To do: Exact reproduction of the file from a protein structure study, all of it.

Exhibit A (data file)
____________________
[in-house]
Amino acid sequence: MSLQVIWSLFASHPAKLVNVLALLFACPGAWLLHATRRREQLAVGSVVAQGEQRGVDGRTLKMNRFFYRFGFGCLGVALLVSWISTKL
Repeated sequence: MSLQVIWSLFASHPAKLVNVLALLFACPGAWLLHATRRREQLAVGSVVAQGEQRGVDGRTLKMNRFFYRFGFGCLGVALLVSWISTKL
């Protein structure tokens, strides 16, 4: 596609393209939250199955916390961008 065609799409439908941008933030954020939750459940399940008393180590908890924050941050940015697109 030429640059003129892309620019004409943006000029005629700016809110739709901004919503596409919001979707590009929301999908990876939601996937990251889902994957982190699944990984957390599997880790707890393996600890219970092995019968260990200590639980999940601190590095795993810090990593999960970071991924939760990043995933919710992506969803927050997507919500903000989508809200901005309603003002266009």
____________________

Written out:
[in-house]
Amino acid sequence: MSLQVIWSLFASHPAKLVNVLALLFACPGAWLLHATRRREQLAVGSVVAQGEQRGVDGRTLKMNRFFYRFGFGCLGVALLVSWISTKL
Repeated sequence: MSLQVIWSLFASHPAKLVNVLALLFACPGAWLLHATRRREQLAVGSVVAQGEQRGVDGRTLKMNRFFYRFGFGCLGVALLVSWISTKL
């Protein structure tokens, strides 16, 4: 596609393209939250199955916390961008 065609799409439908941008933030954020939750459940399940008393180590908890924050941050940015697109 030429640059003129892309620019004409943006000029005629700016809110739709901004919503596409919001979707590009929301999908990876939601996937990251889902994957982190699944990984957390599997880790707890393996600890219970092995019968260990200590639980999940601190590095795993810090990593999960970071991924939760990043995933919710992506969803927050997507919500903000989508809200901005309603003002266009």